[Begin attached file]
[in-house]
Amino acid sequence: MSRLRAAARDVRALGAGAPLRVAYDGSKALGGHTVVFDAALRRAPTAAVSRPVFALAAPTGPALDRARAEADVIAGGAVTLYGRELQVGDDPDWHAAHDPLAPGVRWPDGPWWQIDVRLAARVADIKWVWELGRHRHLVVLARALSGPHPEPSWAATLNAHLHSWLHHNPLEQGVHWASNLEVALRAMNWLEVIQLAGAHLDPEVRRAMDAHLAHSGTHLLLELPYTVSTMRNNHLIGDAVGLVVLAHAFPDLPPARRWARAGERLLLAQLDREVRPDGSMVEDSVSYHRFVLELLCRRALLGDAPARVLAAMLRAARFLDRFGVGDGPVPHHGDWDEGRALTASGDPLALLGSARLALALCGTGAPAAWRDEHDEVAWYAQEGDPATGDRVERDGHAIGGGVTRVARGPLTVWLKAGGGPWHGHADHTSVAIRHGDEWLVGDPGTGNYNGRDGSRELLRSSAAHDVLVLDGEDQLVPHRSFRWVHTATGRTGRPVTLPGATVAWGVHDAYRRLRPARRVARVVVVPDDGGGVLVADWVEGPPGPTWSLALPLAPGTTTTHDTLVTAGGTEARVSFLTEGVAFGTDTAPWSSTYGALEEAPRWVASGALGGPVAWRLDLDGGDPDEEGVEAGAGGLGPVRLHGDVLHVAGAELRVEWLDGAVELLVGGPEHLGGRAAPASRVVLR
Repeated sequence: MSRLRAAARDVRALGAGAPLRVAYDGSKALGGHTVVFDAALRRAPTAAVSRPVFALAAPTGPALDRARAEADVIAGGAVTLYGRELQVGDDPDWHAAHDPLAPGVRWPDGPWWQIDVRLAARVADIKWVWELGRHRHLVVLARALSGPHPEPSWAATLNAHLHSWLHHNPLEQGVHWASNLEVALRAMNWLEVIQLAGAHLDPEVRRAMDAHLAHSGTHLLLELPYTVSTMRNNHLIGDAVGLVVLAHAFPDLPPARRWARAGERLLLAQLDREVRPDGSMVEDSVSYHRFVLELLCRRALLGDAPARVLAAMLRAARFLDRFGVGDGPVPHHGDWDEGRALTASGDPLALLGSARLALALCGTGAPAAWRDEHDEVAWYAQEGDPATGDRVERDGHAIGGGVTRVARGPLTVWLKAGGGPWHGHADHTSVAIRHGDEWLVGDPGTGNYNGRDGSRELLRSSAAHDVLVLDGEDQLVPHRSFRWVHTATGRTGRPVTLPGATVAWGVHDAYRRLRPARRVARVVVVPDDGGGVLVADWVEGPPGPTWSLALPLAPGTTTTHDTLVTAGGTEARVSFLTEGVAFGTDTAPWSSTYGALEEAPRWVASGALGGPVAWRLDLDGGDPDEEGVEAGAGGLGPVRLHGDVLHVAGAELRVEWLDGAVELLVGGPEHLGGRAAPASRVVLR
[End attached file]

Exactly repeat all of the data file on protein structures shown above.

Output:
[in-house]
Amino acid sequence: MSRLRAAARDVRALGAGAPLRVAYDGSKALGGHTVVFDAALRRAPTAAVSRPVFALAAPTGPALDRARAEADVIAGGAVTLYGRELQVGDDPDWHAAHDPLAPGVRWPDGPWWQIDVRLAARVADIKWVWELGRHRHLVVLARALSGPHPEPSWAATLNAHLHSWLHHNPLEQGVHWASNLEVALRAMNWLEVIQLAGAHLDPEVRRAMDAHLAHSGTHLLLELPYTVSTMRNNHLIGDAVGLVVLAHAFPDLPPARRWARAGERLLLAQLDREVRPDGSMVEDSVSYHRFVLELLCRRALLGDAPARVLAAMLRAARFLDRFGVGDGPVPHHGDWDEGRALTASGDPLALLGSARLALALCGTGAPAAWRDEHDEVAWYAQEGDPATGDRVERDGHAIGGGVTRVARGPLTVWLKAGGGPWHGHADHTSVAIRHGDEWLVGDPGTGNYNGRDGSRELLRSSAAHDVLVLDGEDQLVPHRSFRWVHTATGRTGRPVTLPGATVAWGVHDAYRRLRPARRVARVVVVPDDGGGVLVADWVEGPPGPTWSLALPLAPGTTTTHDTLVTAGGTEARVSFLTEGVAFGTDTAPWSSTYGALEEAPRWVASGALGGPVAWRLDLDGGDPDEEGVEAGAGGLGPVRLHGDVLHVAGAELRVEWLDGAVELLVGGPEHLGGRAAPASRVVLR
Repeated sequence: MSRLRAAARDVRALGAGAPLRVAYDGSKALGGHTVVFDAALRRAPTAAVSRPVFALAAPTGPALDRARAEADVIAGGAVTLYGRELQVGDDPDWHAAHDPLAPGVRWPDGPWWQIDVRLAARVADIKWVWELGRHRHLVVLARALSGPHPEPSWAATLNAHLHSWLHHNPLEQGVHWASNLEVALRAMNWLEVIQLAGAHLDPEVRRAMDAHLAHSGTHLLLELPYTVSTMRNNHLIGDAVGLVVLAHAFPDLPPARRWARAGERLLLAQLDREVRPDGSMVEDSVSYHRFVLELLCRRALLGDAPARVLAAMLRAARFLDRFGVGDGPVPHHGDWDEGRALTASGDPLALLGSARLALALCGTGAPAAWRDEHDEVAWYAQEGDPATGDRVERDGHAIGGGVTRVARGPLTVWLKAGGGPWHGHADHTSVAIRHGDEWLVGDPGTGNYNGRDGSRELLRSSAAHDVLVLDGEDQLVPHRSFRWVHTATGRTGRPVTLPGATVAWGVHDAYRRLRPARRVARVVVVPDDGGGVLVADWVEGPPGPTWSLALPLAPGTTTTHDTLVTAGGTEARVSFLTEGVAFGTDTAPWSSTYGALEEAPRWVASGALGGPVAWRLDLDGGDPDEEGVEAGAGGLGPVRLHGDVLHVAGAELRVEWLDGAVELLVGGPEHLGGRAAPASRVVLR